Researchers find alcohol may not be leading cause of pancreatitis
St. Louis, MO –
Researchers working on a National Institutes of Health study have found that drinking alcohol may not be the leading cause of pancreatitis. Doctors previously thought about 80% of people with pancreatitis, or an inflamed pancreas, got it from consuming five or more drinks a day.
Dr. Frank Burton of St. Louis University's School of Medicine is one of several researchers who studied 1,000 people with the condition. He said researchers found that less than 40% of men and only 11% of women with chronic pancreatitis were actually heavy drinkers.
"Genetic factors or environmental factors that we have not identified to date are responsible for these other individuals having chronic pancreatitis."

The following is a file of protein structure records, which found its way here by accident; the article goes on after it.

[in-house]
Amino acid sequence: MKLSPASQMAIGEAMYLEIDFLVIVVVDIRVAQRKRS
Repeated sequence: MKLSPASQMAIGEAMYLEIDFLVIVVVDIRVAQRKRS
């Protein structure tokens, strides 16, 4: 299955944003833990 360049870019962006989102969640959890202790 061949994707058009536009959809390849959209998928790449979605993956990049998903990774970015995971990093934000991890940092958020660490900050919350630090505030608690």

Burton said heavy drinking has been traditionally associated with pancreatitis because many times people with liver disease also have the condition.
"And it was mainly from looking at people who already had a history of alcoholism and looking at what diseases they have that the association was originally made."
Researchers also found that smoking more than one pack of cigarettes per day can cause pancreatitis.
Pancreatitis affects between 80,000 and 100,000 Americans each year.